Now this saintly preacher had at one time demeaned himself, or so he thought, sufficiently low to offer himself in marriage to Miss Margaret Grath. She had declined the honor, and he had hated her ever after. Like all true women, however, she had kept his secret, so that none of the congregation knowing the relation which existed, or which might have existed, between them, none could read between the lines of his sermons, when he chose to lash her by a savage denunciation of any mild backsliding, of which she might have been guilty, and himself cognizant. Her return to the village with the child, who had no visible father, and no mother, unless the guesses of the gossips were correct, had afforded him opportunity for a most masterly peroration. But he belched forth his greatest eloquence on that Sunday morning, when she had the temerity to bring into the sacred confines of his sanctuary this fatherless boy, for whose sake she had chosen to live a lonely life. If his prayer of that morning proved efficacious, then surely the infant was damned, and the woman's soul consigned to endless Purgatory. Thus the day to which Leon recurred in thought, was a landmark in another life beside his, and I have turned aside for a moment to relate this incident, that the character of Miss Grath may be better comprehended, for in spite of all that she had suffered through the animosity of the preacher, she had never omitted attendance at church, when it was a physical possibility for her to get there. It must be true that some of her determination and will descended from her to the boy, because association means more than heredity.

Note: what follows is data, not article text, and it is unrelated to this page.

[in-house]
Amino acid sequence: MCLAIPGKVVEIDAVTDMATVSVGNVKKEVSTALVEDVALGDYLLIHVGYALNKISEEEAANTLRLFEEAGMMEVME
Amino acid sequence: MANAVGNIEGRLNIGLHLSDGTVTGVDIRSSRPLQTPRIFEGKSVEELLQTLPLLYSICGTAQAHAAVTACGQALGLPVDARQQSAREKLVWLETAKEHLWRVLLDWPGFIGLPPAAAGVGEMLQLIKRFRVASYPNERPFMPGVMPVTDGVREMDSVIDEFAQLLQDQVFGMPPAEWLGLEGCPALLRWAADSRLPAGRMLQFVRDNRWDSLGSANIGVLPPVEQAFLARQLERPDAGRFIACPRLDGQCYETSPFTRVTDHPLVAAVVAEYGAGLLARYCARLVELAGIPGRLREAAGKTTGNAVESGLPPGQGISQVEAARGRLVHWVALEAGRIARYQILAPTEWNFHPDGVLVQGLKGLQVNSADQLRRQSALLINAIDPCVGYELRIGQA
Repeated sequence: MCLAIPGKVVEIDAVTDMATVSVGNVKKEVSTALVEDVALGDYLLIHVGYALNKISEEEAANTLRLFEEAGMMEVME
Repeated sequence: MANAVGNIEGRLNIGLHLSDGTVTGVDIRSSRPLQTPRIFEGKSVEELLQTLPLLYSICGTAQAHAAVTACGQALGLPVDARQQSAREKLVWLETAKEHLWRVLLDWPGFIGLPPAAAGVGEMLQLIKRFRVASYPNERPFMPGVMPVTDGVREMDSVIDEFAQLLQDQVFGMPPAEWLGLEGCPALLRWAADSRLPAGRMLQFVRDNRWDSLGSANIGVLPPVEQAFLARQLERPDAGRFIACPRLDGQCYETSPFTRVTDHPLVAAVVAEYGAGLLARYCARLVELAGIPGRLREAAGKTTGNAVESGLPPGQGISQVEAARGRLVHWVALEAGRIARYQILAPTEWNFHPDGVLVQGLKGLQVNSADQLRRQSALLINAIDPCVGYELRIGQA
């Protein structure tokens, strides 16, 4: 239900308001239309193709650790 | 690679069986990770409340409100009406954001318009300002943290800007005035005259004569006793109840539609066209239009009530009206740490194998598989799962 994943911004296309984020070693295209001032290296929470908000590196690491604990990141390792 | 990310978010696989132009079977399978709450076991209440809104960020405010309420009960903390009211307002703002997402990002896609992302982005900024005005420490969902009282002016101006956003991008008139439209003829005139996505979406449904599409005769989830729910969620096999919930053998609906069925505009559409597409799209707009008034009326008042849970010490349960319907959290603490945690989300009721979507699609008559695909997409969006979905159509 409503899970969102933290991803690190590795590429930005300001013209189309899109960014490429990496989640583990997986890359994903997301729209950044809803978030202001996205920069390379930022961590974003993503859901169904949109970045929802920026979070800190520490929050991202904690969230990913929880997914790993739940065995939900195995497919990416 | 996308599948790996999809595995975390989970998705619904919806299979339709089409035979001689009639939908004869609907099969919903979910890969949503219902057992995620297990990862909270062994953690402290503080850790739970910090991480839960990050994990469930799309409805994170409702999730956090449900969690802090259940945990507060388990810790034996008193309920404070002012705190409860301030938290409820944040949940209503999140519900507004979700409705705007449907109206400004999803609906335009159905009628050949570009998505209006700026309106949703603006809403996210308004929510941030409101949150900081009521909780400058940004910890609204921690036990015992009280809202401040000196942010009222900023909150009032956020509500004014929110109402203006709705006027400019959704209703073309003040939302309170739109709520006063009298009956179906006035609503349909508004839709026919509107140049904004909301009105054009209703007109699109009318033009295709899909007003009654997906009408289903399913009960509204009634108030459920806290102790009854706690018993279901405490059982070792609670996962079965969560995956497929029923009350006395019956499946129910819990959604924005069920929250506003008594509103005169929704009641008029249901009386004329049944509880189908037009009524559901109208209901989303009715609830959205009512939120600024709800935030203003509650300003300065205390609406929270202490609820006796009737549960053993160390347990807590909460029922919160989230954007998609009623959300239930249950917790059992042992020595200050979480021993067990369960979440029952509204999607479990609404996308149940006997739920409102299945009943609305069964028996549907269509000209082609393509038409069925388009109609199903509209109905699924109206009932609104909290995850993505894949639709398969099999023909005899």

The next occurrence in his life, which now occupied his thoughts, was a day long after, when he was nearing his twelfth year. He was off on a hunting expedition, and had climbed a mountain. Careless in leaping from crag to crag, he landed upon a loose boulder, which rolled from under his feet, so that he was thrown. In falling, his foot twisted, and a moment later, intense pain made him aware that he could not walk upon it. For four hours he slowly, but pluckily, dragged himself down the mountain, and at last reached home. It so chanced that a celebrated physician from New York was spending a vacation in the neighborhood, attracted perhaps by the brooks, which were full of fish. This man was Dr. Emanuel Medjora, and having heard of the boy's hurt, he voluntarily visited the lonely farm-house, and attended upon him so skilfully that Leon soon was well.